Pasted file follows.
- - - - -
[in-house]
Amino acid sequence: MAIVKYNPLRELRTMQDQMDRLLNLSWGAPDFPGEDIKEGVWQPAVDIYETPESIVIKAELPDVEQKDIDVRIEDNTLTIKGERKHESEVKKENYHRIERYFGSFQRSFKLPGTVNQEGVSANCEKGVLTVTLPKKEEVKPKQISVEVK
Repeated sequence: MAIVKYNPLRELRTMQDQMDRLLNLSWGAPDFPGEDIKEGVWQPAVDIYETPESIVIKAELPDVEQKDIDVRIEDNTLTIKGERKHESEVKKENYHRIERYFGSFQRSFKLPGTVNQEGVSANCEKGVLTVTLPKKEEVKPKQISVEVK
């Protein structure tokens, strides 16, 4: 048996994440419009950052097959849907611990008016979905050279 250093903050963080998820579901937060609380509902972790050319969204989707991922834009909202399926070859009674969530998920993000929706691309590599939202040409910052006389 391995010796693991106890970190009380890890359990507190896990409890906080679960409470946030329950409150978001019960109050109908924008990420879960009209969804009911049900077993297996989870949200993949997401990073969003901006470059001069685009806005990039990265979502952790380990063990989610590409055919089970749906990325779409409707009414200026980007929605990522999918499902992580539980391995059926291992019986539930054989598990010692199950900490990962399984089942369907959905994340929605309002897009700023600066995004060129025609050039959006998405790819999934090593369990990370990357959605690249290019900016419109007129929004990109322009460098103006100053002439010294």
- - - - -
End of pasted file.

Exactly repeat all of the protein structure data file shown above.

[in-house]
Amino acid sequence: MAIVKYNPLRELRTMQDQMDRLLNLSWGAPDFPGEDIKEGVWQPAVDIYETPESIVIKAELPDVEQKDIDVRIEDNTLTIKGERKHESEVKKENYHRIERYFGSFQRSFKLPGTVNQEGVSANCEKGVLTVTLPKKEEVKPKQISVEVK
Repeated sequence: MAIVKYNPLRELRTMQDQMDRLLNLSWGAPDFPGEDIKEGVWQPAVDIYETPESIVIKAELPDVEQKDIDVRIEDNTLTIKGERKHESEVKKENYHRIERYFGSFQRSFKLPGTVNQEGVSANCEKGVLTVTLPKKEEVKPKQISVEVK
């Protein structure tokens, strides 16, 4: 048996994440419009950052097959849907611990008016979905050279 250093903050963080998820579901937060609380509902972790050319969204989707991922834009909202399926070859009674969530998920993000929706691309590599939202040409910052006389 391995010796693991106890970190009380890890359990507190896990409890906080679960409470946030329950409150978001019960109050109908924008990420879960009209969804009911049900077993297996989870949200993949997401990073969003901006470059001069685009806005990039990265979502952790380990063990989610590409055919089970749906990325779409409707009414200026980007929605990522999918499902992580539980391995059926291992019986539930054989598990010692199950900490990962399984089942369907959905994340929605309002897009700023600066995004060129025609050039959006998405790819999934090593369990990370990357959605690249290019900016419109007129929004990109322009460098103006100053002439010294």